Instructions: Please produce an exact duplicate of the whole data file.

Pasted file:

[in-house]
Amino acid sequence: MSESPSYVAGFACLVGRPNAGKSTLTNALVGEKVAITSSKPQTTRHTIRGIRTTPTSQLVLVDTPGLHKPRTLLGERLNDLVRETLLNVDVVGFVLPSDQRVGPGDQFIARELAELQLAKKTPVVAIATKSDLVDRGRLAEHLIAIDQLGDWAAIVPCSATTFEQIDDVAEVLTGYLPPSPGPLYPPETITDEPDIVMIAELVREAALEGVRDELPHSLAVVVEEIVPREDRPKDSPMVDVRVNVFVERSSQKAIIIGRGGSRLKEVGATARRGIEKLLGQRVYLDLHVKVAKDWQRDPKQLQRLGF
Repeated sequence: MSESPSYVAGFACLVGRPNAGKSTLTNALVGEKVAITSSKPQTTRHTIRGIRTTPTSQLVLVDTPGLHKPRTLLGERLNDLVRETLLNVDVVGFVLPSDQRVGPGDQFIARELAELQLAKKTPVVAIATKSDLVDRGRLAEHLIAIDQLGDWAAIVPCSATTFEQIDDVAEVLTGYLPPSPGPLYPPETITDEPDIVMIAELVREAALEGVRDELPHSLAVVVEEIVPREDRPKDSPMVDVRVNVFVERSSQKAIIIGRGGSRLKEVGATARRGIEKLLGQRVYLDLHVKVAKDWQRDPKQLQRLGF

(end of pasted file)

[in-house]
Amino acid sequence: MSESPSYVAGFACLVGRPNAGKSTLTNALVGEKVAITSSKPQTTRHTIRGIRTTPTSQLVLVDTPGLHKPRTLLGERLNDLVRETLLNVDVVGFVLPSDQRVGPGDQFIARELAELQLAKKTPVVAIATKSDLVDRGRLAEHLIAIDQLGDWAAIVPCSATTFEQIDDVAEVLTGYLPPSPGPLYPPETITDEPDIVMIAELVREAALEGVRDELPHSLAVVVEEIVPREDRPKDSPMVDVRVNVFVERSSQKAIIIGRGGSRLKEVGATARRGIEKLLGQRVYLDLHVKVAKDWQRDPKQLQRLGF
Repeated sequence: MSESPSYVAGFACLVGRPNAGKSTLTNALVGEKVAITSSKPQTTRHTIRGIRTTPTSQLVLVDTPGLHKPRTLLGERLNDLVRETLLNVDVVGFVLPSDQRVGPGDQFIARELAELQLAKKTPVVAIATKSDLVDRGRLAEHLIAIDQLGDWAAIVPCSATTFEQIDDVAEVLTGYLPPSPGPLYPPETITDEPDIVMIAELVREAALEGVRDELPHSLAVVVEEIVPREDRPKDSPMVDVRVNVFVERSSQKAIIIGRGGSRLKEVGATARRGIEKLLGQRVYLDLHVKVAKDWQRDPKQLQRLGF